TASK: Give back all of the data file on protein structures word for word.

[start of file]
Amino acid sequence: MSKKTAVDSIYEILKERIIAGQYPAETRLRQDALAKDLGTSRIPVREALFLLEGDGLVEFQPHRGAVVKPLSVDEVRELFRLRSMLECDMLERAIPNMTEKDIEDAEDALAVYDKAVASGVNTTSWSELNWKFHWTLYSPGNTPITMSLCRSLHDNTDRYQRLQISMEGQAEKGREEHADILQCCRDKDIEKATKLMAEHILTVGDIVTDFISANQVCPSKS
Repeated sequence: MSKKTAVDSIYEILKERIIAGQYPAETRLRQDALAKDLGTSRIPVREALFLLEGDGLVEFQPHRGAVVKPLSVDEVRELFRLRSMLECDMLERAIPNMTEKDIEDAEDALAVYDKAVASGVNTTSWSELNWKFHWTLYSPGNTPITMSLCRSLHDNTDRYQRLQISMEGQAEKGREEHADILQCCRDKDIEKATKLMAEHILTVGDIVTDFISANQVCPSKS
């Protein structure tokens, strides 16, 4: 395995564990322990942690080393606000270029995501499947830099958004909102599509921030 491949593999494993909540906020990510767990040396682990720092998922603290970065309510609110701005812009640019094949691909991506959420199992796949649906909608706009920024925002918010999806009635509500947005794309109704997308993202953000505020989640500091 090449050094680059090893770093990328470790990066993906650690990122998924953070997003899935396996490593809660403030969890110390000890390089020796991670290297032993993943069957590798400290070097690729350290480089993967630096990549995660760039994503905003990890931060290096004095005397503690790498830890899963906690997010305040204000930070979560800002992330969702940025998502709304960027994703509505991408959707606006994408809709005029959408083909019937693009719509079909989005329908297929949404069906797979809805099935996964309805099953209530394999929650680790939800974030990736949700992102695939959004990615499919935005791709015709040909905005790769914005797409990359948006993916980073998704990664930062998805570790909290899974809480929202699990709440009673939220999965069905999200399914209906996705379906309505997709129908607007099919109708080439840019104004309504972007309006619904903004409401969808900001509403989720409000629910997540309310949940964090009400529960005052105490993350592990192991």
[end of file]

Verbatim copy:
Amino acid sequence: MSKKTAVDSIYEILKERIIAGQYPAETRLRQDALAKDLGTSRIPVREALFLLEGDGLVEFQPHRGAVVKPLSVDEVRELFRLRSMLECDMLERAIPNMTEKDIEDAEDALAVYDKAVASGVNTTSWSELNWKFHWTLYSPGNTPITMSLCRSLHDNTDRYQRLQISMEGQAEKGREEHADILQCCRDKDIEKATKLMAEHILTVGDIVTDFISANQVCPSKS
Repeated sequence: MSKKTAVDSIYEILKERIIAGQYPAETRLRQDALAKDLGTSRIPVREALFLLEGDGLVEFQPHRGAVVKPLSVDEVRELFRLRSMLECDMLERAIPNMTEKDIEDAEDALAVYDKAVASGVNTTSWSELNWKFHWTLYSPGNTPITMSLCRSLHDNTDRYQRLQISMEGQAEKGREEHADILQCCRDKDIEKATKLMAEHILTVGDIVTDFISANQVCPSKS
């Protein structure tokens, strides 16, 4: 395995564990322990942690080393606000270029995501499947830099958004909102599509921030 491949593999494993909540906020990510767990040396682990720092998922603290970065309510609110701005812009640019094949691909991506959420199992796949649906909608706009920024925002918010999806009635509500947005794309109704997308993202953000505020989640500091 090449050094680059090893770093990328470790990066993906650690990122998924953070997003899935396996490593809660403030969890110390000890390089020796991670290297032993993943069957590798400290070097690729350290480089993967630096990549995660760039994503905003990890931060290096004095005397503690790498830890899963906690997010305040204000930070979560800002992330969702940025998502709304960027994703509505991408959707606006994408809709005029959408083909019937693009719509079909989005329908297929949404069906797979809805099935996964309805099953209530394999929650680790939800974030990736949700992102695939959004990615499919935005791709015709040909905005790769914005797409990359948006993916980073998704990664930062998805570790909290899974809480929202699990709440009673939220999965069905999200399914209906996705379906309505997709129908607007099919109708080439840019104004309504972007309006619904903004409401969808900001509403989720409000629910997540309310949940964090009400529960005052105490993350592990192991």